Q: I want to know if there is a minimum GPA to be eligible for a fellowship in a masters program. I have a 3.2 GPA (overall) in the Mechanical Engineering Department and have participated on design projects, such as the Mini Baja Project. I would like to go to graduate school for a masters in engineering. I am not a resident of this country, which makes it impossible to fund my own tuition. I am planning to do research this quarter and find areas of interest within the engineering field. Thanks for your time.
A: A 3.2 in Mechanical Engineering is good. Getting fellowships is hard though, especially for Masters program students. Professors prefer to support PhD students. If you are interested in getting a PhD, apply directly to the PhD program. If you are really only interested in a Masters, take a two pronged approach. First, apply to as many Masters fellowships as you can. Your school should have an office that will help you find fellowships. You can also try a Google search. Second, it will be important for you establish relationships with some professors. The good news is that if you can establish that you are a hard worker, some professors might be willing to support you even though you are not a Ph.D. student. If you get accepted, you will most likely get support, so don’t worry too much about funding your own tuition. That said, you should still make sure the school will support you before you accept their offer of admission.
Q: I just graduated with a Biomedical Engineering Degree and I am having trouble finding a job. I have considered going to graduate school but I am unsure what to go into. I really like to do research and want to pursue that, do you have any suggestions about which area I should possibly study next and which schools are the best to apply to?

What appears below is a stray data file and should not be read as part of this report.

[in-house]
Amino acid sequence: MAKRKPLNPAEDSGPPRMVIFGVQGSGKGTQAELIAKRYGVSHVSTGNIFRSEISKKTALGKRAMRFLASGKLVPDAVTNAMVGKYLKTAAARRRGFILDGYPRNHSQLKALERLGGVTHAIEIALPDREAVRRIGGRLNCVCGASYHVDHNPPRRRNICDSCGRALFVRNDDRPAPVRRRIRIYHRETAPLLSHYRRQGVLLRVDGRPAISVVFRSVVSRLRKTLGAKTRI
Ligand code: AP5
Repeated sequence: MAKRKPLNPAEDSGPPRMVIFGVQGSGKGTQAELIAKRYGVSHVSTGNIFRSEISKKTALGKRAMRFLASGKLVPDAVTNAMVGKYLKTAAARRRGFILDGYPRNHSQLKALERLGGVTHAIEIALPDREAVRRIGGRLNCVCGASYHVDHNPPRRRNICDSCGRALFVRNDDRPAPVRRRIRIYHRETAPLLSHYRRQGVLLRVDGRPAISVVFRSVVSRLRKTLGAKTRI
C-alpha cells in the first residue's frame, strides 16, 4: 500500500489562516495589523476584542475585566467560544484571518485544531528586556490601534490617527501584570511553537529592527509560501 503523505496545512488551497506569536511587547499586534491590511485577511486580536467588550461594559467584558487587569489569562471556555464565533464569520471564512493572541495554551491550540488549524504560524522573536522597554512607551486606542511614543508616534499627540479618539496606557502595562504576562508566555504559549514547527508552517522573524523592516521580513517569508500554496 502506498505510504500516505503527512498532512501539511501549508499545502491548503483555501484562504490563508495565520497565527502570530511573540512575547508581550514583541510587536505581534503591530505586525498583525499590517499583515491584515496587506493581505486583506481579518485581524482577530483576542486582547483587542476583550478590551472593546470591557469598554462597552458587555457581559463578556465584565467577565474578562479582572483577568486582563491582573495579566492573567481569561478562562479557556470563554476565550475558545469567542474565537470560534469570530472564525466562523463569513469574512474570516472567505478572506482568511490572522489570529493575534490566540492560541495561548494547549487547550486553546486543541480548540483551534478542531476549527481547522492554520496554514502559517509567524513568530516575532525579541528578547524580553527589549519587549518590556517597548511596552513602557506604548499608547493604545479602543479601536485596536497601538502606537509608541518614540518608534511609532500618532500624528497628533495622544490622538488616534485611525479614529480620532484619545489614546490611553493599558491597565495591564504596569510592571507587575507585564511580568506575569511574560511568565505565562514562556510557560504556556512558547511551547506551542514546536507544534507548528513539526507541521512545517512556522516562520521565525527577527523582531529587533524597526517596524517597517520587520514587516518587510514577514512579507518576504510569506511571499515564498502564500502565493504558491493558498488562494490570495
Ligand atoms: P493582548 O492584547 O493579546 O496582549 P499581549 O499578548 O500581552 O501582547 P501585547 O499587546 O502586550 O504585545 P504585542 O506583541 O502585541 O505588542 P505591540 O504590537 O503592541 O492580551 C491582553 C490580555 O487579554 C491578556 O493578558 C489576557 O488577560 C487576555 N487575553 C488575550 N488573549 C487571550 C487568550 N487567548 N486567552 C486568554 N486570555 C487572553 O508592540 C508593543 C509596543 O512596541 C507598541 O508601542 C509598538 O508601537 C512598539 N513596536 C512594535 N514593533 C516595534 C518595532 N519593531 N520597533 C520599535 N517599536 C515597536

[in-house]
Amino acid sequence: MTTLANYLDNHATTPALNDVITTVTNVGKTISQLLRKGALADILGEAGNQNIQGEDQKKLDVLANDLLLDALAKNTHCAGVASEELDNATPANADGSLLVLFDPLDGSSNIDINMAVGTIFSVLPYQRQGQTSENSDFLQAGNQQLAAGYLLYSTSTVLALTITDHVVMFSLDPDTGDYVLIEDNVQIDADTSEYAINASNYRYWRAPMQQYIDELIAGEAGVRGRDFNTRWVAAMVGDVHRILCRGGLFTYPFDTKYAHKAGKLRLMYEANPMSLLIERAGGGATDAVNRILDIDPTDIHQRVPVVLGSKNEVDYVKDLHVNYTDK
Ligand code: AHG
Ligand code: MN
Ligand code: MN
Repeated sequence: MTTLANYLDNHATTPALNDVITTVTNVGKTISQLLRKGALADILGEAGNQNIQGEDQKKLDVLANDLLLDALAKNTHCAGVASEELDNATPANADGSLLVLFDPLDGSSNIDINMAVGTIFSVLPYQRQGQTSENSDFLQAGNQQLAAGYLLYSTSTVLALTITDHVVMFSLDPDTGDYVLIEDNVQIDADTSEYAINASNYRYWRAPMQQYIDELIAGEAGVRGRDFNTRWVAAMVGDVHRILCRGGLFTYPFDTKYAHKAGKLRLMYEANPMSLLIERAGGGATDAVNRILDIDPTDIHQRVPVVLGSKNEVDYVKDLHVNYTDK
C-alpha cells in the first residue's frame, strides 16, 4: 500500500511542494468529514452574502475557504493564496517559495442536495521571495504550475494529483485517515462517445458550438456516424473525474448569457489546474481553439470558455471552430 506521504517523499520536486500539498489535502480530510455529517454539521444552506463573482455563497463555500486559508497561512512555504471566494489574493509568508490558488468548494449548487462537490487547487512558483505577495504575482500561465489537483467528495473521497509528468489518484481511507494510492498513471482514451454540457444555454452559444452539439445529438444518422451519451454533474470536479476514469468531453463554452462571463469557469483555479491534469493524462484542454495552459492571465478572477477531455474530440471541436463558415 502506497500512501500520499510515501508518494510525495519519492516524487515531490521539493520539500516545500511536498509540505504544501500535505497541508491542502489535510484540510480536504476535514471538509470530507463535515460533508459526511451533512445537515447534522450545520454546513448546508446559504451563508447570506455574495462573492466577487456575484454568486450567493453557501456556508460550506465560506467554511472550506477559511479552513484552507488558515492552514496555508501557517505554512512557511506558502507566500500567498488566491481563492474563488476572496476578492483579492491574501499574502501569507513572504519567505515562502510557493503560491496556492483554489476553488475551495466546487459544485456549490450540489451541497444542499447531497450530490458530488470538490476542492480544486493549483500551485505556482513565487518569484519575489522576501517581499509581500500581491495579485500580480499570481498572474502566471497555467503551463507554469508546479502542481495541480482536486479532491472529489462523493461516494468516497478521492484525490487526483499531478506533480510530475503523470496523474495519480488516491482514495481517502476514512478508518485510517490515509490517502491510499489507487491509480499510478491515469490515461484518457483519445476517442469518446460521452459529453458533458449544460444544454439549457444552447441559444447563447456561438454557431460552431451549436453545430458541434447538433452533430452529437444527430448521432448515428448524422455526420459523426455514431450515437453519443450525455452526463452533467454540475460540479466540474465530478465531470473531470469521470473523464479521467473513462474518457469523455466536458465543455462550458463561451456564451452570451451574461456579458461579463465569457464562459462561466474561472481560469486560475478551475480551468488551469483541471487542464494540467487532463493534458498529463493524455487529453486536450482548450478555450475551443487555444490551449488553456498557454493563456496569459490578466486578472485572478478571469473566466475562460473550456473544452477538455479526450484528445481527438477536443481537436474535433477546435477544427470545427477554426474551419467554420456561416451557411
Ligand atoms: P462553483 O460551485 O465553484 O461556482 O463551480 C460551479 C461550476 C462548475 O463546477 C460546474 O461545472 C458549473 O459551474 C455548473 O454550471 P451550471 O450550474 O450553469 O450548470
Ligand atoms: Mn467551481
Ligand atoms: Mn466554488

A: An obvious choice is to continue in a biomedical engineering degree program. According to U.S. News, the top three graduate schools in Biomedical Engineering are 1) Johns Hopkins University, 2) University of California-San Diego, and 3) Georgia Institute of Technology. You can check the department websites at each of these schools to see if any of their research interests you.
Sit back and ask yourself what you would like to do when you are done with school. If you really like research and want to be responsible for leading research, you sound like Ph.D. material. If you are interested in deep knowledge and enhanced problem solving skills, but not interested in applying your skills to research, a Masters degree should do.
Q: I have some questions about post-college life. In my engineering career, will I confront problems that are much harder than those I have done in my classes? Thank you for any info.